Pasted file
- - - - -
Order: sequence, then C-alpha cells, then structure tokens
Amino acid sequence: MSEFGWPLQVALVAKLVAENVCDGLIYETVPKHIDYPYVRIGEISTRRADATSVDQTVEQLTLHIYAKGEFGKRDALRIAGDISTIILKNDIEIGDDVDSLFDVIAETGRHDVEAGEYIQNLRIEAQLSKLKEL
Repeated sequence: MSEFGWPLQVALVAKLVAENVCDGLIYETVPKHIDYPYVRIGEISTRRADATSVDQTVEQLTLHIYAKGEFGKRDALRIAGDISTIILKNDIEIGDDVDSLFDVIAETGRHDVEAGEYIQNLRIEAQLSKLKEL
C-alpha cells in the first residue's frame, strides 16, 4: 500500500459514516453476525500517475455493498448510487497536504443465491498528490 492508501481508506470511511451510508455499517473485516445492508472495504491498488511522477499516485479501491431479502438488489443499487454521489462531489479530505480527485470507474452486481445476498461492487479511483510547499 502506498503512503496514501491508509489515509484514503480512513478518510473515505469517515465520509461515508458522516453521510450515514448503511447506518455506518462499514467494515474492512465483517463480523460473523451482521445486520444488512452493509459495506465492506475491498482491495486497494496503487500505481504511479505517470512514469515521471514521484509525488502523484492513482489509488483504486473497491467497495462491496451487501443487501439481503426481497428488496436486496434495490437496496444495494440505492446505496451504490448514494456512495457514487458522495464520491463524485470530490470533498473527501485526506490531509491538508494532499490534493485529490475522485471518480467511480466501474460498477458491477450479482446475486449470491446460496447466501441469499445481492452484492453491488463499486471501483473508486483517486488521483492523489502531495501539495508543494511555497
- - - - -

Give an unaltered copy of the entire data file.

Order: sequence, then C-alpha cells, then structure tokens
Amino acid sequence: MSEFGWPLQVALVAKLVAENVCDGLIYETVPKHIDYPYVRIGEISTRRADATSVDQTVEQLTLHIYAKGEFGKRDALRIAGDISTIILKNDIEIGDDVDSLFDVIAETGRHDVEAGEYIQNLRIEAQLSKLKEL
Repeated sequence: MSEFGWPLQVALVAKLVAENVCDGLIYETVPKHIDYPYVRIGEISTRRADATSVDQTVEQLTLHIYAKGEFGKRDALRIAGDISTIILKNDIEIGDDVDSLFDVIAETGRHDVEAGEYIQNLRIEAQLSKLKEL
C-alpha cells in the first residue's frame, strides 16, 4: 500500500459514516453476525500517475455493498448510487497536504443465491498528490 492508501481508506470511511451510508455499517473485516445492508472495504491498488511522477499516485479501491431479502438488489443499487454521489462531489479530505480527485470507474452486481445476498461492487479511483510547499 502506498503512503496514501491508509489515509484514503480512513478518510473515505469517515465520509461515508458522516453521510450515514448503511447506518455506518462499514467494515474492512465483517463480523460473523451482521445486520444488512452493509459495506465492506475491498482491495486497494496503487500505481504511479505517470512514469515521471514521484509525488502523484492513482489509488483504486473497491467497495462491496451487501443487501439481503426481497428488496436486496434495490437496496444495494440505492446505496451504490448514494456512495457514487458522495464520491463524485470530490470533498473527501485526506490531509491538508494532499490534493485529490475522485471518480467511480466501474460498477458491477450479482446475486449470491446460496447466501441469499445481492452484492453491488463499486471501483473508486483517486488521483492523489502531495501539495508543494511555497